Newspaper article The Christian Science Monitor

Will the 'Tea Party' Take over Congress?

Newspaper article The Christian Science Monitor

Will the 'Tea Party' Take over Congress?

Article excerpt

The tea party movement is clearly having major impact on the midterm elections - putting a significant number of more conventional Republicans as well as Democrats into a cold sweat as they look over their shoulders at tea party-backed candidates with a real possibility of winning.

Could the "Tea Party" take over Congress?

Not hardly. First, there is no such thing as the Tea Party. It's a fascinating gathering of libertarians, conservatives, and others just plain fed up with business as usual in Washington, and it has some prominent figureheads - Fox News broadcasters and political pot- stirrers Sarah Palin and Glenn Beck, who appeared together in Anchorage Saturday.

But come November, will there be a House Speaker or Senate Majority Leader with a "TP" after his or her name rather than a "D" or an "R"?

Definitely not. And yet, and yet...

The tea party movement is clearly having major impact on the midterm elections - putting a significant number of more conventional Republicans as well as Democrats into a cold sweat as they look over their shoulders at tea party-backed candidates with a real possibility of winning.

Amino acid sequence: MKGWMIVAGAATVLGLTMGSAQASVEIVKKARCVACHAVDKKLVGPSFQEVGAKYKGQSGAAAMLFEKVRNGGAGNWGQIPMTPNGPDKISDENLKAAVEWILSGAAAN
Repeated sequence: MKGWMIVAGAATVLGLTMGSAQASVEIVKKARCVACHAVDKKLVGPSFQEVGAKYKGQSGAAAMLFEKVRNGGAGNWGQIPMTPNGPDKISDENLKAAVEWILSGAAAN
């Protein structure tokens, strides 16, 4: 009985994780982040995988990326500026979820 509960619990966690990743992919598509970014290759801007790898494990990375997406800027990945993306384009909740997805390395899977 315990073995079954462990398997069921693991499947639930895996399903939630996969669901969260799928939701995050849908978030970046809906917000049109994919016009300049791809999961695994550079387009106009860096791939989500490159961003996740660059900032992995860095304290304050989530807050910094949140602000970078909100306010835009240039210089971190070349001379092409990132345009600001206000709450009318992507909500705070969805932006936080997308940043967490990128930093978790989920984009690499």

In fact, they already are. Sharron Angle in Nevada has Senate Majority Harry Reid scrambling for his political life. In a three- way race with tea party input, Senator Bob Bennett of Utah lost his Republican primary bid for a fourth term. Rand Paul beat establishment candidate Trey Grayson in the GOP Senate primary in Kentucky. And Sarah Palin-backed Joe Miller ousted incumbent Lisa Murkowski in Alaska's Republican primary last month.

Delaware holds its Republican primary election this Tuesday. There, US Rep. Mike Castle - once expected to be a shoo-in for elevation to the US Senate seat vacated by Vice President Joe Biden - is in a tough fight with Christine O'Donnell, who has the blessing of Palin and other tea partyers.

If it's a problem for both parties, Democrats see it as an opportunity.

"These are not your run-of-the-mill Republicans we're talking about here," a Democratic organizer working in a state with a contested Senate race told The Hill. …

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